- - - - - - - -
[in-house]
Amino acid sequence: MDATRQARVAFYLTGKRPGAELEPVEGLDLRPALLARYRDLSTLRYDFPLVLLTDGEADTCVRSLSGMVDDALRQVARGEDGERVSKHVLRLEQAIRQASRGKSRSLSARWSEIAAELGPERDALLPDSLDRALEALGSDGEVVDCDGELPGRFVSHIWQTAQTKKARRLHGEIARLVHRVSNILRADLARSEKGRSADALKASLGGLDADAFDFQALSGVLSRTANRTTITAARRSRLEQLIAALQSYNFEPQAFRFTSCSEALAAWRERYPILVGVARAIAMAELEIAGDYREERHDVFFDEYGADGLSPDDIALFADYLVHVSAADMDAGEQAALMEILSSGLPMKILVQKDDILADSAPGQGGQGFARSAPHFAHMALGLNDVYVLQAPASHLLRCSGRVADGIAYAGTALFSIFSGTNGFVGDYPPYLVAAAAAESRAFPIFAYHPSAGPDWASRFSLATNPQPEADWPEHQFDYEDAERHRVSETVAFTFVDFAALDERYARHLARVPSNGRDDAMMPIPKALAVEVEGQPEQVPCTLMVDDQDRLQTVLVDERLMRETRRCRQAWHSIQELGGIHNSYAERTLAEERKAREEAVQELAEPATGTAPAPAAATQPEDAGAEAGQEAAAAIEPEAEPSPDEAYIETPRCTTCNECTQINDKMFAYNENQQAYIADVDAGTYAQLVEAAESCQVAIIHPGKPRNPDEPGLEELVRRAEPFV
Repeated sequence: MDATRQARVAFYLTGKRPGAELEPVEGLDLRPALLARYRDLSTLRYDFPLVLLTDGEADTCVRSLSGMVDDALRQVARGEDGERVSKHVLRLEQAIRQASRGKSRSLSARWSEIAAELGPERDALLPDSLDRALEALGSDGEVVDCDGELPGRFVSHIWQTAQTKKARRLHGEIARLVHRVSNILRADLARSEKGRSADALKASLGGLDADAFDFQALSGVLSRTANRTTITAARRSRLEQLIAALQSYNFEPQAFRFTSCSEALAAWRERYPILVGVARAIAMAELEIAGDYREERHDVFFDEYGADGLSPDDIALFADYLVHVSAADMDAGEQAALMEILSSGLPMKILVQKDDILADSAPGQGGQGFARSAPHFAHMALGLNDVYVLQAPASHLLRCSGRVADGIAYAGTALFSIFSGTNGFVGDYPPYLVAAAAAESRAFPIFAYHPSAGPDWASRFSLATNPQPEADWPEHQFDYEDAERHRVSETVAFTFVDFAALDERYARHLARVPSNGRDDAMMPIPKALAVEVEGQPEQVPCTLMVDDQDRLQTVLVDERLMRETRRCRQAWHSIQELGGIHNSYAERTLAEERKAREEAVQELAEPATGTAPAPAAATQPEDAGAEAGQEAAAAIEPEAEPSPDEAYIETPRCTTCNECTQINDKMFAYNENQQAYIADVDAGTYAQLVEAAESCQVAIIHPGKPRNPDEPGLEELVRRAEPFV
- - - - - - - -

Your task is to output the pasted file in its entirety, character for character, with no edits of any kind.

[in-house]
Amino acid sequence: MDATRQARVAFYLTGKRPGAELEPVEGLDLRPALLARYRDLSTLRYDFPLVLLTDGEADTCVRSLSGMVDDALRQVARGEDGERVSKHVLRLEQAIRQASRGKSRSLSARWSEIAAELGPERDALLPDSLDRALEALGSDGEVVDCDGELPGRFVSHIWQTAQTKKARRLHGEIARLVHRVSNILRADLARSEKGRSADALKASLGGLDADAFDFQALSGVLSRTANRTTITAARRSRLEQLIAALQSYNFEPQAFRFTSCSEALAAWRERYPILVGVARAIAMAELEIAGDYREERHDVFFDEYGADGLSPDDIALFADYLVHVSAADMDAGEQAALMEILSSGLPMKILVQKDDILADSAPGQGGQGFARSAPHFAHMALGLNDVYVLQAPASHLLRCSGRVADGIAYAGTALFSIFSGTNGFVGDYPPYLVAAAAAESRAFPIFAYHPSAGPDWASRFSLATNPQPEADWPEHQFDYEDAERHRVSETVAFTFVDFAALDERYARHLARVPSNGRDDAMMPIPKALAVEVEGQPEQVPCTLMVDDQDRLQTVLVDERLMRETRRCRQAWHSIQELGGIHNSYAERTLAEERKAREEAVQELAEPATGTAPAPAAATQPEDAGAEAGQEAAAAIEPEAEPSPDEAYIETPRCTTCNECTQINDKMFAYNENQQAYIADVDAGTYAQLVEAAESCQVAIIHPGKPRNPDEPGLEELVRRAEPFV
Repeated sequence: MDATRQARVAFYLTGKRPGAELEPVEGLDLRPALLARYRDLSTLRYDFPLVLLTDGEADTCVRSLSGMVDDALRQVARGEDGERVSKHVLRLEQAIRQASRGKSRSLSARWSEIAAELGPERDALLPDSLDRALEALGSDGEVVDCDGELPGRFVSHIWQTAQTKKARRLHGEIARLVHRVSNILRADLARSEKGRSADALKASLGGLDADAFDFQALSGVLSRTANRTTITAARRSRLEQLIAALQSYNFEPQAFRFTSCSEALAAWRERYPILVGVARAIAMAELEIAGDYREERHDVFFDEYGADGLSPDDIALFADYLVHVSAADMDAGEQAALMEILSSGLPMKILVQKDDILADSAPGQGGQGFARSAPHFAHMALGLNDVYVLQAPASHLLRCSGRVADGIAYAGTALFSIFSGTNGFVGDYPPYLVAAAAAESRAFPIFAYHPSAGPDWASRFSLATNPQPEADWPEHQFDYEDAERHRVSETVAFTFVDFAALDERYARHLARVPSNGRDDAMMPIPKALAVEVEGQPEQVPCTLMVDDQDRLQTVLVDERLMRETRRCRQAWHSIQELGGIHNSYAERTLAEERKAREEAVQELAEPATGTAPAPAAATQPEDAGAEAGQEAAAAIEPEAEPSPDEAYIETPRCTTCNECTQINDKMFAYNENQQAYIADVDAGTYAQLVEAAESCQVAIIHPGKPRNPDEPGLEELVRRAEPFV